Children who haven't already received all their HPV vaccines only need to take two doses instead of three to get protected, reports the U.S. Centers for Disease Control and Prevention (CDC). The recommendation is advantageous as it simplifies the entire procedure.

Preteens who started the vaccines before the age of 15 will only be required to administer two doses. According to the specialists, this recommendation will increase the number of people protected from cancer, as less than a third of the population have completed all three dosages. Nonetheless, for patients who started the vaccines after the age of 15, all three doses will be necessary.

While it's recommended to do the vaccine as soon as possible, CDC announced that it's possible to go through the procedure before the age of 26 for women and 21 for men. In terms of effective prevention, it is highly recommended for parents to have their children vaccinated between the ages 11 and 12. However, in the case of men who had sexual intercourse with other men, it's advised to do the vaccines until the age of 26.

Human papillomavirus (HPV) can cause multiple types of cancer varying from cervical, throat and mouth. It is one of the most spread sexually transmitted diseases, and administering the vaccines among younger population could be highly beneficial in reducing cancer rates.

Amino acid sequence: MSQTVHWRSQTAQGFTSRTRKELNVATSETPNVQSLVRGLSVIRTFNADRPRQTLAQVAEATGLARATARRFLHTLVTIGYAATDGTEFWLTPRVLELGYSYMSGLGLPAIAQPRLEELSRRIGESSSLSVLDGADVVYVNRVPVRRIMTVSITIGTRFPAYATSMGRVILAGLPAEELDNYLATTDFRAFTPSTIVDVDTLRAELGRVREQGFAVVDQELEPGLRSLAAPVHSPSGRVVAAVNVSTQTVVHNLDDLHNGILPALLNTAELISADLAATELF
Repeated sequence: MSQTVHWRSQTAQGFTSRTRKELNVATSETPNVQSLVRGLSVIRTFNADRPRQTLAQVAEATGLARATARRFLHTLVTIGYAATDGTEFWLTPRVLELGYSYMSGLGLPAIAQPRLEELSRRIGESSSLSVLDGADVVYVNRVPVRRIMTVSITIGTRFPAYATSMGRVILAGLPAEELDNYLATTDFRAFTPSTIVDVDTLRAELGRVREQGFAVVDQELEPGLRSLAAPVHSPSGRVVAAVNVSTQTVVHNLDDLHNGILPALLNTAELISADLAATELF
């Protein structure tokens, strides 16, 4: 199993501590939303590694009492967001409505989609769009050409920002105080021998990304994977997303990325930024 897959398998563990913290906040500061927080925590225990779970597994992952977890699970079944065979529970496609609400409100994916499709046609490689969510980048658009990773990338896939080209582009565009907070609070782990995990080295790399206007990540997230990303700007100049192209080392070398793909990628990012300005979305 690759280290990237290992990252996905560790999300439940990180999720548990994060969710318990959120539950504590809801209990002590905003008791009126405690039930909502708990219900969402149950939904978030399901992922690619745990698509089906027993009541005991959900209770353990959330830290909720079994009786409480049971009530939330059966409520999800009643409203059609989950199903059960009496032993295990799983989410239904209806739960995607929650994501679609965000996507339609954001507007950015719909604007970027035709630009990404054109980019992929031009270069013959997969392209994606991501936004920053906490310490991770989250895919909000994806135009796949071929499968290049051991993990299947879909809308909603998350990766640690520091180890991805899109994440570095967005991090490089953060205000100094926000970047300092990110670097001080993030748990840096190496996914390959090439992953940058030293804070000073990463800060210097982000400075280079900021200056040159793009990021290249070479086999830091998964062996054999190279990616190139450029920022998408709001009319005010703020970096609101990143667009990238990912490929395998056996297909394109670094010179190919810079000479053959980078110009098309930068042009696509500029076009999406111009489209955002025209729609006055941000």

"Safe, effective, and long-lasting protection against HPV cancers with two visits instead of three means more Americans will be protected from cancer. This recommendation will make it simpler for parents to get their children protected in time," CDC Director Tom Frieden said.

Being one of the most common sexually transmitted diseases, HPV is contracted by virtually anyone who is sexually active throughout their lives. Vaginal, anal and oral sex are all ways for the virus to be transmitted, and it can be passed even if the infected person has shown no symptoms.

Having sexual intercourse with the same partner does not represent an exclusive guarantee that you will not contract HPV, as symptoms can be developed even years after the sexual contact. Because of the lack of pattern in the symptoms' triggers, it is highly complicated to determine the moment when the virus was contracted, which represents a potential danger for all the sexual partners.

Not all people who contracted HPV had symptoms or serious health issues. However, the ones who did, experienced genital warts and cancer. The virus root causing one of the two issues will not cause the other. In the case of genital warts, the bumps in the genital area are usually easy to spot, and medical treatments are highly recommended. For the virus root causing cancer, it takes years for the symptoms to be triggered. In the off chance that you did not get the vaccines until the age of 26, periodic cancer screenings are recommended.

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